(This post is by Travis, but since they have limited internet on the boat I’m posting it for him)
So it’s been a while since I’ve gotten the chance to write. I know Kaycee has updated everyone to a lot of what’s been going on at Palmer the last few weeks. Here’s an update from those of us on board the Laurence M. Gould headed down the Western Antarctic Peninsula. We left station on January 7th and steamed out 3 hours to our first station. This may seem like a decent amount of time before station, but I assure you we were all in a mild state of panic trying to organize our lab, get our sea legs and orient ourselves to the ship and labs. Processing a station consists of a number of different activities. First, our group B-019 deploys the AC-9 cage (the same one we’ve been using from the Zodiac at Palmer all season). Second we deploy the PRR and PUV, which are essentially two instruments that do the same job as our HyperSpectral Spear, which broke back at Palmer, measuring the properties of light in the upper layer of the ocean, or Euphotic Zone.
After deploying these instruments off the ships stern Oscar rushes upstairs and watches the read-outs as the ship drops its Rosette over the side. The Rosette consists of a host of instruments such as a CTD (like the one on our AC-9 Cage), a fluorometer that estimates the Chlorophyll-a in the
water-column, PAR sensor to measure the amount of light available for photosynthesis, and 24 Niskin bottles, which we can close at whatever depths we’re interested in. This allows for us to bring water from any depth onto the ship and into our labs for analysis. Our group generally focuses on the upper 100 meters where the majority of primary production occurs. We collect the water and begin to filter it for a host of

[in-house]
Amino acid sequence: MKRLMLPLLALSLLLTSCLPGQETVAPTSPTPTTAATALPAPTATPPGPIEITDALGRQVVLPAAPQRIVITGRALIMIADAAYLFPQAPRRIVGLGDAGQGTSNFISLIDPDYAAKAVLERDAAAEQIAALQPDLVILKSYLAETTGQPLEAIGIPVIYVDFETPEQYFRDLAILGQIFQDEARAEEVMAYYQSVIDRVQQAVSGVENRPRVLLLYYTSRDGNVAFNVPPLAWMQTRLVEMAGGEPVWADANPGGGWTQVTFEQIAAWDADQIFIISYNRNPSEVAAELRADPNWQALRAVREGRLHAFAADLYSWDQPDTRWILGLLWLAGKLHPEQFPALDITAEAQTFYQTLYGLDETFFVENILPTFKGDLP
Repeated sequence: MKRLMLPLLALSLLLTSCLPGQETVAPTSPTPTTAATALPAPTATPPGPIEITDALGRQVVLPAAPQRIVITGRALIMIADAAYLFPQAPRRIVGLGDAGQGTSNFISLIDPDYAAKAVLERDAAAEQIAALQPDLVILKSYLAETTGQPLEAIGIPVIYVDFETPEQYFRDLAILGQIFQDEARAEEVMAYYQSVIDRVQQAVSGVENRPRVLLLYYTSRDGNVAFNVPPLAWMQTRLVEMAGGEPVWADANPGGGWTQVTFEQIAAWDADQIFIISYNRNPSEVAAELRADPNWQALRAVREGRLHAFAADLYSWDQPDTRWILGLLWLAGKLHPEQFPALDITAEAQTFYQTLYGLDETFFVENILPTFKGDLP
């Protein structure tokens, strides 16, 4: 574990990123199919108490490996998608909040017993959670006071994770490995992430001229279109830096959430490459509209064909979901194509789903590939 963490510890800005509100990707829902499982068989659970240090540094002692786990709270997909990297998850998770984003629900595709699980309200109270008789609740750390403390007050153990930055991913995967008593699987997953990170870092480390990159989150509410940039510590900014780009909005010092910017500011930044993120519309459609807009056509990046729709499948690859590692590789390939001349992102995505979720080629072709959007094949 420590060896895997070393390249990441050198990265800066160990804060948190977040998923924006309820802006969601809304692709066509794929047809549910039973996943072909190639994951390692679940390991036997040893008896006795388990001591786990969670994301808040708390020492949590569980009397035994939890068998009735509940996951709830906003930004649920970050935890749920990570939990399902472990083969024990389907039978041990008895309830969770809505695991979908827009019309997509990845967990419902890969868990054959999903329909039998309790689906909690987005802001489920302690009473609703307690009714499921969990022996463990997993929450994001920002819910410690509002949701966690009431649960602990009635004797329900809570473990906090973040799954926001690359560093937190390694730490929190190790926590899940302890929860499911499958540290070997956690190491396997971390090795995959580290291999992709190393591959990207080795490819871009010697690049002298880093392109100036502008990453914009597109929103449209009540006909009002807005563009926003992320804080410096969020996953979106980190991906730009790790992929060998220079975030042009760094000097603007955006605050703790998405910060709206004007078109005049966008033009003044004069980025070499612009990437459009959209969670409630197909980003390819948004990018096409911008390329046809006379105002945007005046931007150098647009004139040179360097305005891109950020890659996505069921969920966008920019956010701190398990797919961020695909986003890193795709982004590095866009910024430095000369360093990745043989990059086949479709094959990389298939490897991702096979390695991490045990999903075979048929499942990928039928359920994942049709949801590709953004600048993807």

properties such as Chlorophyll-a, pigments and Particulate Organic Carbon, all useful measurements in understanding how phytoplankton and primary production occur in the oceans upper layers. While we’re filtering the zooplankton group, which Kim is a part of, drops and pulls numerous nets from the stern A-frame. They collect and sort through hundreds of krill, salps, pteropods and the occasional fish for the next few hours. One station like this usually takes us about 5-7 hours to complete. We then steam to the next station usually 2-5 hours away and do it all over again. Needless to say, it’s a TREMENDOUS amount of work and sleep can be in very very short supply.
After performing our first few stations, we circled back around to the Palmer Basin where we spent 3 days doing what we call a Process Station. A Process Station is essentially the same thing as a regular station, but we do it over and over for 3 days seeing how things change over short time periods at a given location. Kaycee probably covered all the goings on with Gliders and Remus vehicles while we were doing the process station. I’ll just say we successfully recovered RU05 after it sampled around the process station for its mission. This recovery was no mean feat, as winds had spiked to 35-40 knots and waves were easily 6 feet high if not more. Oscar, Garz, the Electronics Tech Tony, and Marine Projects Coordinator Stian braved the epic waves in a Zodiac and pulled RU05 safely on board. I’ll be sure to post pictures of this that I took from the bridge as soon as we get a regular internet connection. Since the recovery we’ve steamed much further south and processed somewhere around 20 stations. We’re now sitting off Adelaide Island near Rothera, the UK base. We’re doing a second Process Station and will be heading into Rothera for some rest this weekend. I’ll detail our drop off of the birders at Avian Island and our walk-around at an abandoned Chilean base in future posts. For now though, just know we’re doing great, our spirits are high and the “sunsets” down here are some of the most beautiful things I’ve ever witnessed. More later! Cheers from the Southern Ocean!